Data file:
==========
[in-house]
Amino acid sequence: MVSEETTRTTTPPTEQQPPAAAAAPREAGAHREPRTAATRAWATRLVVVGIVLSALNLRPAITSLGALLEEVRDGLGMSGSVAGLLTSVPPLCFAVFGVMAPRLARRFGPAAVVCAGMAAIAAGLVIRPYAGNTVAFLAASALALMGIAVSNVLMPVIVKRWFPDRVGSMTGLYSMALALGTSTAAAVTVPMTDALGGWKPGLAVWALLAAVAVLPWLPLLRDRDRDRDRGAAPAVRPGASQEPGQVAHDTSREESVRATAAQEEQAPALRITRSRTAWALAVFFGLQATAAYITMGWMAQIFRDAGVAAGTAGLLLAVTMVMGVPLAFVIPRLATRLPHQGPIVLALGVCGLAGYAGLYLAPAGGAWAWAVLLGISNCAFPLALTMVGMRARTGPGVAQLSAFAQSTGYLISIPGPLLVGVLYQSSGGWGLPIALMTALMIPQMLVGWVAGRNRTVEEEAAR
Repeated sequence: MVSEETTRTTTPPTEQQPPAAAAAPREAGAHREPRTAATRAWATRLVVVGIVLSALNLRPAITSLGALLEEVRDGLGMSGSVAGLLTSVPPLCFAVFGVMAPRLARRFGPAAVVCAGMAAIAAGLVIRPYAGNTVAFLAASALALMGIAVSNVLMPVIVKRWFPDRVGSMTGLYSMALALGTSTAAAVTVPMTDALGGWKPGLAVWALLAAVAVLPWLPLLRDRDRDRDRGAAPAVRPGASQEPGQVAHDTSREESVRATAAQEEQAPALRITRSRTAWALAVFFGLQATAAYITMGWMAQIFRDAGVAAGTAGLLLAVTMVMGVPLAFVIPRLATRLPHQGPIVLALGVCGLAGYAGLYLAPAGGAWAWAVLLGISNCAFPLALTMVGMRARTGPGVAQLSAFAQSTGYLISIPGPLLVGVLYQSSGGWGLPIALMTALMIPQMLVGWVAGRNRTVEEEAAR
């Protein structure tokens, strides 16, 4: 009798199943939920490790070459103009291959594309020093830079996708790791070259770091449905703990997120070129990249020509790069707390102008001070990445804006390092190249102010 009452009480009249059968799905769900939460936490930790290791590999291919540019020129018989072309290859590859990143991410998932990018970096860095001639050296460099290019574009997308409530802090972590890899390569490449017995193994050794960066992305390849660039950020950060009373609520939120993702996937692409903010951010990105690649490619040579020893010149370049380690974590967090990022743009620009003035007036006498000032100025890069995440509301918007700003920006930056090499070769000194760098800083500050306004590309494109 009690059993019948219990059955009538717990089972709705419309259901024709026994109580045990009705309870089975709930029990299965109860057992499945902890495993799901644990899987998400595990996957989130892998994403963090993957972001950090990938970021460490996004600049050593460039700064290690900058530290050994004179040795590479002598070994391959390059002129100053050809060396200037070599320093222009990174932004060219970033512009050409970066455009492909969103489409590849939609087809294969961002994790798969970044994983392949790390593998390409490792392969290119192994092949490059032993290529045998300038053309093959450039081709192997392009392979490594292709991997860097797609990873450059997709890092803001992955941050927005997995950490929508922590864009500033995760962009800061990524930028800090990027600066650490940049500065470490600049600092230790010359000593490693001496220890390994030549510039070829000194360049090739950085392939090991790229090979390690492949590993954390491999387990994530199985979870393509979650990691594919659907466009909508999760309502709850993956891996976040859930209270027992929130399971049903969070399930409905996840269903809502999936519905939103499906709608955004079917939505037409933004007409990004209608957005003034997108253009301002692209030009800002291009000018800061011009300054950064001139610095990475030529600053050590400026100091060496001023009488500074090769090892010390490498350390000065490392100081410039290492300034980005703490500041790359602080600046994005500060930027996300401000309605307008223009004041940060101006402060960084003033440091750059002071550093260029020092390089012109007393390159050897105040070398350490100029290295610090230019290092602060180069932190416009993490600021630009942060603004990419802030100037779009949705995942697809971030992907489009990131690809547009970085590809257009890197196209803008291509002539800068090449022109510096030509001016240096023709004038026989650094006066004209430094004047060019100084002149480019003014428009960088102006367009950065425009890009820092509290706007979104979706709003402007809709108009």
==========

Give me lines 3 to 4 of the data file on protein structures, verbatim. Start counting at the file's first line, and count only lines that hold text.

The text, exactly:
Repeated sequence: MVSEETTRTTTPPTEQQPPAAAAAPREAGAHREPRTAATRAWATRLVVVGIVLSALNLRPAITSLGALLEEVRDGLGMSGSVAGLLTSVPPLCFAVFGVMAPRLARRFGPAAVVCAGMAAIAAGLVIRPYAGNTVAFLAASALALMGIAVSNVLMPVIVKRWFPDRVGSMTGLYSMALALGTSTAAAVTVPMTDALGGWKPGLAVWALLAAVAVLPWLPLLRDRDRDRDRGAAPAVRPGASQEPGQVAHDTSREESVRATAAQEEQAPALRITRSRTAWALAVFFGLQATAAYITMGWMAQIFRDAGVAAGTAGLLLAVTMVMGVPLAFVIPRLATRLPHQGPIVLALGVCGLAGYAGLYLAPAGGAWAWAVLLGISNCAFPLALTMVGMRARTGPGVAQLSAFAQSTGYLISIPGPLLVGVLYQSSGGWGLPIALMTALMIPQMLVGWVAGRNRTVEEEAAR
């Protein structure tokens, strides 16, 4: 009798199943939920490790070459103009291959594309020093830079996708790791070259770091449905703990997120070129990249020509790069707390102008001070990445804006390092190249102010 009452009480009249059968799905769900939460936490930790290791590999291919540019020129018989072309290859590859990143991410998932990018970096860095001639050296460099290019574009997308409530802090972590890899390569490449017995193994050794960066992305390849660039950020950060009373609520939120993702996937692409903010951010990105690649490619040579020893010149370049380690974590967090990022743009620009003035007036006498000032100025890069995440509301918007700003920006930056090499070769000194760098800083500050306004590309494109 009690059993019948219990059955009538717990089972709705419309259901024709026994109580045990009705309870089975709930029990299965109860057992499945902890495993799901644990899987998400595990996957989130892998994403963090993957972001950090990938970021460490996004600049050593460039700064290690900058530290050994004179040795590479002598070994391959390059002129100053050809060396200037070599320093222009990174932004060219970033512009050409970066455009492909969103489409590849939609087809294969961002994790798969970044994983392949790390593998390409490792392969290119192994092949490059032993290529045998300038053309093959450039081709192997392009392979490594292709991997860097797609990873450059997709890092803001992955941050927005997995950490929508922590864009500033995760962009800061990524930028800090990027600066650490940049500065470490600049600092230790010359000593490693001496220890390994030549510039070829000194360049090739950085392939090991790229090979390690492949590993954390491999387990994530199985979870393509979650990691594919659907466009909508999760309502709850993956891996976040859930209270027992929130399971049903969070399930409905996840269903809502999936519905939103499906709608955004079917939505037409933004007409990004209608957005003034997108253009301002692209030009800002291009000018800061011009300054950064001139610095990475030529600053050590400026100091060496001023009488500074090769090892010390490498350390000065490392100081410039290492300034980005703490500041790359602080600046994005500060930027996300401000309605307008223009004041940060101006402060960084003033440091750059002071550093260029020092390089012109007393390159050897105040070398350490100029290295610090230019290092602060180069932190416009993490600021630009942060603004990419802030100037779009949705995942697809971030992907489009990131690809547009970085590809257009890197196209803008291509002539800068090449022109510096030509001016240096023709004038026989650094006066004209430094004047060019100084002149480019003014428009960088102006367009950065425009890009820092509290706007979104979706709003402007809709108009």